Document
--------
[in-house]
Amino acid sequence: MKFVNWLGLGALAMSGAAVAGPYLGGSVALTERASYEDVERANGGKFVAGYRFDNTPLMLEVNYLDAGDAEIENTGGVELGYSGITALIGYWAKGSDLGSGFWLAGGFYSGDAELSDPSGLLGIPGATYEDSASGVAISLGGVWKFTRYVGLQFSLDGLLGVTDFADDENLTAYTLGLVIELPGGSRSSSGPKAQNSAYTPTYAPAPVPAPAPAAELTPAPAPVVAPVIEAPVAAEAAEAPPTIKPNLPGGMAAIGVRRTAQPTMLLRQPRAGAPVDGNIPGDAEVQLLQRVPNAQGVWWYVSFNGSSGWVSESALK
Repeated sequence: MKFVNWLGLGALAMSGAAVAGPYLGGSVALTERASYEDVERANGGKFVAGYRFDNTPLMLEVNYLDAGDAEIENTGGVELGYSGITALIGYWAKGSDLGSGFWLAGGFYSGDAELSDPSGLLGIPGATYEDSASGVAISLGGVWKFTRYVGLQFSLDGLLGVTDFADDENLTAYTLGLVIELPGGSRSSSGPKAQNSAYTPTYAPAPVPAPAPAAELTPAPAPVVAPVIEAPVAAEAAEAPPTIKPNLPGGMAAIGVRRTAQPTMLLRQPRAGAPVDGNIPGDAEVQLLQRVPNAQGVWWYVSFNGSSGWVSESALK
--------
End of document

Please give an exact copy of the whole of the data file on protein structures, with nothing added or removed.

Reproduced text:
[in-house]
Amino acid sequence: MKFVNWLGLGALAMSGAAVAGPYLGGSVALTERASYEDVERANGGKFVAGYRFDNTPLMLEVNYLDAGDAEIENTGGVELGYSGITALIGYWAKGSDLGSGFWLAGGFYSGDAELSDPSGLLGIPGATYEDSASGVAISLGGVWKFTRYVGLQFSLDGLLGVTDFADDENLTAYTLGLVIELPGGSRSSSGPKAQNSAYTPTYAPAPVPAPAPAAELTPAPAPVVAPVIEAPVAAEAAEAPPTIKPNLPGGMAAIGVRRTAQPTMLLRQPRAGAPVDGNIPGDAEVQLLQRVPNAQGVWWYVSFNGSSGWVSESALK
Repeated sequence: MKFVNWLGLGALAMSGAAVAGPYLGGSVALTERASYEDVERANGGKFVAGYRFDNTPLMLEVNYLDAGDAEIENTGGVELGYSGITALIGYWAKGSDLGSGFWLAGGFYSGDAELSDPSGLLGIPGATYEDSASGVAISLGGVWKFTRYVGLQFSLDGLLGVTDFADDENLTAYTLGLVIELPGGSRSSSGPKAQNSAYTPTYAPAPVPAPAPAAELTPAPAPVVAPVIEAPVAAEAAEAPPTIKPNLPGGMAAIGVRRTAQPTMLLRQPRAGAPVDGNIPGDAEVQLLQRVPNAQGVWWYVSFNGSSGWVSESALK